40. Chinnadurai R, Copland IB, Patel SR, Galipeau J. IDO-independent suppression of T cell effector function by IFN-γ-licensed human mesenchymal stromal cells. J Immunol. (2014) 192:1491–501. doi: 10.4049/jimmunol.1301828
41. Romano B, Elangovan S, Erreni M, Sala E, Petti L, Kunderfranco P, et al. TNF-stimulated gene-6 is a key regulator in switching stemness and biological properties of mesenchymal stem cells. Stem Cells. (2019) 37:973–87. doi: 10.1002/stem.3010
43. Meisel R, Zibert A, Laryea M, Göbel U, Däubener W, Dilloo D. Human bone marrow stromal cells inhibit allogeneic T-cell responses by indoleamine 2,3-dioxygenase–mediated tryptophan degradation. Blood. (2004) 103:4619–21. doi: 10.1182/blood-2003-11-3909
44. Wang L, Wang L, Cong X, Liu G, Zhou J, Bai B, et al. Human umbilical cord mesenchymal stem cell therapy for patients with active rheumatoid arthritis: safety and efficacy. Stem Cells Dev. (2013) 22:3192–202. doi: 10.1089/scd.2013.0023
46. Liang J, Zhang H, Hua B, Wang H, Lu L, Shi S, et al. Allogenic mesenchymal stem cells transplantation in refractory systemic lupus erythematosus: a pilot clinical study. Ann Rheum Dis. (2010) 69:1423–29. doi: 10.1136/ard.2009.123463
47. Wang D, Li J, Zhang Y, Zhang M, Chen J, Li X, et al. Umbilical cord mesenchymal stem cell transplantation in active and refractory systemic lupus erythematosus: a multicenter clinical study. Arthritis Res Ther. (2014) 16:R79. doi: 10.1186/ar4520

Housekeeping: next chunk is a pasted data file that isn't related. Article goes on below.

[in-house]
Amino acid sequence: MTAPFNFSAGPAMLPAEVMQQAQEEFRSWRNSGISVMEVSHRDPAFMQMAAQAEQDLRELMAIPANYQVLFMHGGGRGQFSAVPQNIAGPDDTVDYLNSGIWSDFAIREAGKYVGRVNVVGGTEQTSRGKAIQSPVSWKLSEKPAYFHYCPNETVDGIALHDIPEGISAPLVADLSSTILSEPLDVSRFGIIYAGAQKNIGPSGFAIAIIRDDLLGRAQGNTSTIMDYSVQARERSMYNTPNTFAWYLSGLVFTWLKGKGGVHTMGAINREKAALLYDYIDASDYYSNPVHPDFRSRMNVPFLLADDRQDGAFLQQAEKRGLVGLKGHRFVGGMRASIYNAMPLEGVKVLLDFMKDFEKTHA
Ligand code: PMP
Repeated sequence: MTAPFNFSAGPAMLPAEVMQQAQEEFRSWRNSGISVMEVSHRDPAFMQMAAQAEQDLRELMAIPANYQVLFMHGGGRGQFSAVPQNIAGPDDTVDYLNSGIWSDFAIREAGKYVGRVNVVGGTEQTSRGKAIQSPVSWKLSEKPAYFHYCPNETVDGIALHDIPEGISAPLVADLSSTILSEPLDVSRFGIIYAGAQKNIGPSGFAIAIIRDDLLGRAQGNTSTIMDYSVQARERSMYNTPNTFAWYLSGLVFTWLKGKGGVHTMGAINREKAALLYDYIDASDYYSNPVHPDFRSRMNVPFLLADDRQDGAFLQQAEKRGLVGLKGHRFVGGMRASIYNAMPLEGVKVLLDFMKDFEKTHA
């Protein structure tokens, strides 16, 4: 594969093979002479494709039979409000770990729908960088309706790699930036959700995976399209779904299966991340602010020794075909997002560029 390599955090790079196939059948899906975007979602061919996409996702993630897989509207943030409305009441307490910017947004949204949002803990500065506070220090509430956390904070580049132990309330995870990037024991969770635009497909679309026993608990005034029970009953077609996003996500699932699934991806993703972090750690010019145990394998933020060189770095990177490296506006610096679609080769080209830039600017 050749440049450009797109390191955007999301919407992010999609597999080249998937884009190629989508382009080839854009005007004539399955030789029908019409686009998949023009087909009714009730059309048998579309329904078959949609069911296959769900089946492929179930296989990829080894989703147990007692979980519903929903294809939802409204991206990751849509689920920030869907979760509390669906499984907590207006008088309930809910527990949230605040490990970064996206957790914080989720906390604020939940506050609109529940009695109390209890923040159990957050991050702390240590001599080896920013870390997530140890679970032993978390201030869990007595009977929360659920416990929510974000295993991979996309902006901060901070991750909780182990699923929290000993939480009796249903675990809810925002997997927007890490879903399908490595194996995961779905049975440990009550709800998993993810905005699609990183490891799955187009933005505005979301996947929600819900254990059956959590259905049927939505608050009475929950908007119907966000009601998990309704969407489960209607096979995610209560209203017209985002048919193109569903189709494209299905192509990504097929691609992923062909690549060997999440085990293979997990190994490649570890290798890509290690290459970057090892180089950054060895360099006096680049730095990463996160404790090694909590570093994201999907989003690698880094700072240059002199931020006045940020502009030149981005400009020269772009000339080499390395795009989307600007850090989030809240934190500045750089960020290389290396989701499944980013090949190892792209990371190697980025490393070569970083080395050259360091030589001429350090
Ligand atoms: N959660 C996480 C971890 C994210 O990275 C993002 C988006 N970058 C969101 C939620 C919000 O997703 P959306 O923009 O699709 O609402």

48. Wang D, Zhang H, Liang J, Li X, Feng X, Wang H, et al. Allogeneic mesenchymal stem cell transplantation in severe and refractory systemic lupus erythematosus: 4 years of experience. Cell Transplant. (2013) 22:2267–77. doi: 10.3727/096368911X582769c
49. Wang D, Akiyama K, Zhang H, Yamaza T, Li X, Feng X, et al. Double allogenic mesenchymal stem cells transplantations could not enhance therapeutic effect compared with single transplantation in systemic lupus erythematosus. Clin Dev Immunol. (2012) 2012:1–7. doi: 10.1155/2012/273291
50. Dotoli GM, De Santis GC, Orellana MD, de Lima Prata K, Caruso SR, et al. Mesenchymal stromal cell infusion to treat steroid-refractory acute GvHD III/IV after hematopoietic stem cell transplantation. Bone Marrow Transplant. (2017) 52:859–62. doi: 10.1038/bmt.2017.35
51. Hashmi S, Ahmed M, Murad MH, Litzow MR, Adams RH, Ball LM, et al. Survival after mesenchymal stromal cell therapy in steroid-refractory acute graft-versus-host disease: systematic review and meta-analysis. Lancet Haematol. (2016) 3:e45–52. doi: 10.1016/S2352-3026(15)00224-0